LG’s remote – model AKB72975301 – surprised me with its user-friendly design, fitting comfortably in the hand with a moderate weight and a comfortable button layout. The first thing that stands out is the navigation spindle at the center, made with a skin-gripping material that makes placement of fingers comfortable.  Directly outside of the directional points, the Disc Menu, Title/Pup Up Menu, Info/Display, and Home buttons surround them – and each of the buttons click.  It takes a little getting used to, but the button clicks become somewhat likable after a while.  To the bottom, the rest of the Blu-ray functions can be sound, such as the quad-colored RGYB buttons, as well as a series of controls for LG televisions – which work just fine on a 55LH40, as does the SIMPLINK function. Equally as distinct as the central symbol, the primary glow-in-the-dark  Play / Pause / Stop buttons sit at a curve at the center of the remote.


Easily one of the biggest sways in its favor, the LG BD570’s setup process couldn’t be simpler. When the system boots up, a new-fangled GUI becomes available that’s a bit different than the norm.  Instead of static menu options, LG adds a bit of flare with each option – Movie, Photo, Music, Home Link, Netcast, and Setup – in shimmering ice cubes bobbing up and down in water. It’s a different touch, but one that shows a level of fun, out-of-the-box design innovation that adds to the experience of setting up a new toy. Under the “Setup” ice cube, which transitions to a normal block menu once selected, six functions are available: Display, Language, Audio, Lock, Network, and Others. Display handles rudimentary tailoring to aspect ratio, resolution, Hz display for 1080p content, and color space, while the Audio controls the HDMI / Digital Output (set to Primary Pass-Thru via HDMI), Sampling Frequency, and Dynamic Range Control (DRC).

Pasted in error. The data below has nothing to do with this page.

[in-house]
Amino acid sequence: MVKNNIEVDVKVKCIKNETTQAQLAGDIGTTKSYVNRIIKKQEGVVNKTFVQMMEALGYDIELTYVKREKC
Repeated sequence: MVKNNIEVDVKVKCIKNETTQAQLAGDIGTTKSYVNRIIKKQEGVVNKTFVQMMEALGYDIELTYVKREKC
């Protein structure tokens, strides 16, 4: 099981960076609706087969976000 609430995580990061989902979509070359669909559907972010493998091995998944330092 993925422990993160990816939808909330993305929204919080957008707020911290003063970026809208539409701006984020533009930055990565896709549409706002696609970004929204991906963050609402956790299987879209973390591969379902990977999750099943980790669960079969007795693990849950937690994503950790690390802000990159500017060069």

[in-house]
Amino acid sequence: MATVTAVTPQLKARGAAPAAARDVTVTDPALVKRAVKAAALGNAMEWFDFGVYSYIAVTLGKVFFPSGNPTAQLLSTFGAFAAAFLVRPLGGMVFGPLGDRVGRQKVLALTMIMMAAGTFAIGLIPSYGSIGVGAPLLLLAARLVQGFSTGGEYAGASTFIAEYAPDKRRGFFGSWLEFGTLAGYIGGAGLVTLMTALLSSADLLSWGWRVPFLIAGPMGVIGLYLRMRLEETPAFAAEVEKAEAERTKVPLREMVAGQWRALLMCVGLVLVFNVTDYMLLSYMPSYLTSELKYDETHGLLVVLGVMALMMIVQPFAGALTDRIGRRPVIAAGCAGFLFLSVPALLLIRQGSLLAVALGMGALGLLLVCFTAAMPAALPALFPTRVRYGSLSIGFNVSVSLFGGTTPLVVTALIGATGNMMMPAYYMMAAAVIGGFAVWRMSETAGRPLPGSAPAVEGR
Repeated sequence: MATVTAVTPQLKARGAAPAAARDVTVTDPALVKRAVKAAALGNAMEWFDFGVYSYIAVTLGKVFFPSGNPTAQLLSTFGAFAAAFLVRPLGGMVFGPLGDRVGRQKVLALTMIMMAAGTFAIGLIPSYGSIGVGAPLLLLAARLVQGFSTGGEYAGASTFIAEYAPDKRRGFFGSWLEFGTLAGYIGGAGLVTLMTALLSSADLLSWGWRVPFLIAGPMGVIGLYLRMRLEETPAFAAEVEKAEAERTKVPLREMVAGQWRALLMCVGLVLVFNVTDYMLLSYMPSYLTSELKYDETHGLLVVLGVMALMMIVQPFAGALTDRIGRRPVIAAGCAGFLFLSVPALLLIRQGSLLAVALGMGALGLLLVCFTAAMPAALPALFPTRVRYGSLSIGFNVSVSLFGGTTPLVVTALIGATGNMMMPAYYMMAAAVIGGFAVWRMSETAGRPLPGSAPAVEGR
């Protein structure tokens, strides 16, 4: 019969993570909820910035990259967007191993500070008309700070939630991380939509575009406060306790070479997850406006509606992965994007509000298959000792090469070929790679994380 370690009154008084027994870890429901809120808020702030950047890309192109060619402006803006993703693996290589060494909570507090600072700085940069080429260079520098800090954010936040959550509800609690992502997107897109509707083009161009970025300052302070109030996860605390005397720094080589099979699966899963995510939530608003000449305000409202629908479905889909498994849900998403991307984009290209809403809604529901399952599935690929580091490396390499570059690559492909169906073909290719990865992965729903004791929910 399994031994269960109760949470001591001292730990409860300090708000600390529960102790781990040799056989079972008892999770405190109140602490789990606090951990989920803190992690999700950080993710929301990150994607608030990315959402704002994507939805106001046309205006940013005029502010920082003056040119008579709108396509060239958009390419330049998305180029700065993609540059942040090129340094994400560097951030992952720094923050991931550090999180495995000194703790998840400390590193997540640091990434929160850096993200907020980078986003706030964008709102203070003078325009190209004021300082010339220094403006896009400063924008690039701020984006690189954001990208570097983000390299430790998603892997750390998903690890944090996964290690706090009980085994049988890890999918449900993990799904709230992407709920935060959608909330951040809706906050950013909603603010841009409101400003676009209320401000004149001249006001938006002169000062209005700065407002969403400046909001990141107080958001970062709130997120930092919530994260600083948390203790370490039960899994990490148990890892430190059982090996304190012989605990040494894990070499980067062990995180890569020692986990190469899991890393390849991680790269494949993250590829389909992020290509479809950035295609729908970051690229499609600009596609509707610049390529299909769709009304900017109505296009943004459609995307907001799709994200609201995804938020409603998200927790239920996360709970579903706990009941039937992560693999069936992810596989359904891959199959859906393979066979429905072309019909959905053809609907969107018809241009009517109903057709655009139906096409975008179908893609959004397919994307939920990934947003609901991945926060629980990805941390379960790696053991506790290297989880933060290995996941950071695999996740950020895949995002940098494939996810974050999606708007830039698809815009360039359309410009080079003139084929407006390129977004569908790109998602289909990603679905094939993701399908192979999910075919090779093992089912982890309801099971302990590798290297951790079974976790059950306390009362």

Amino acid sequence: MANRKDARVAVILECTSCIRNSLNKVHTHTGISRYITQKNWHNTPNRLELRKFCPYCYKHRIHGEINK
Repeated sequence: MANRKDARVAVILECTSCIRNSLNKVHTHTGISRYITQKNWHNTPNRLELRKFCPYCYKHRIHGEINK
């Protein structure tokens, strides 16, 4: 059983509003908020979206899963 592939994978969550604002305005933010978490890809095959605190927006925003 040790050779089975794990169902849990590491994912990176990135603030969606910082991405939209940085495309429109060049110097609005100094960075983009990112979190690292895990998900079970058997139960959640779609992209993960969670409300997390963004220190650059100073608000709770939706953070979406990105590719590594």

Rear of the 570

 Connecting to the Internet under the “Network” function operates on about the same level of simplicity as finding a wireless signal with a computer, as the player instantly registers signals in the area. It prompts the user for either a Wired or Wireless connection, locates access points, and then opens up a passkey screen for protected networks. One thing that might be a bit startling is that there’s not an uppercase function directly visible, but that’s just because it’s another option underneath the “#+=&” that pops up after hitting the button once. Type in the passkey and wait for the Dynamic IP to be registered, and then the player’s ready for internet access.  Also under the Network Men are toggles for verifying information for Netflix and deactivating Vudu. At this point, updating the firmware in the “Others” menu will alleviate a lot of issues that the player will incur later on – something experienced first-hand.

Though no options to tailor the visual attributes are available in the Setup menu, a “User Setting” option can be found with a little digging. By hitting Display on the remote, which brings up a “Picture Mode” menu that mentions the audio track at-use, time progression, chapter listing, and a few other standard features, there’s one menu option next to a painter’s palette that reads “Standard”. Under this menu option, several picture modes are selectable – Standard, Vivid, Movie, and User Setting. These options tailor the Contrast, Brightness, Color, Sharpness, and Noise Reduction to degreed between -3 and +3, all of which are fairly start alterations.  Mostly, they push the image beyond looking natural by even a slight adjustment.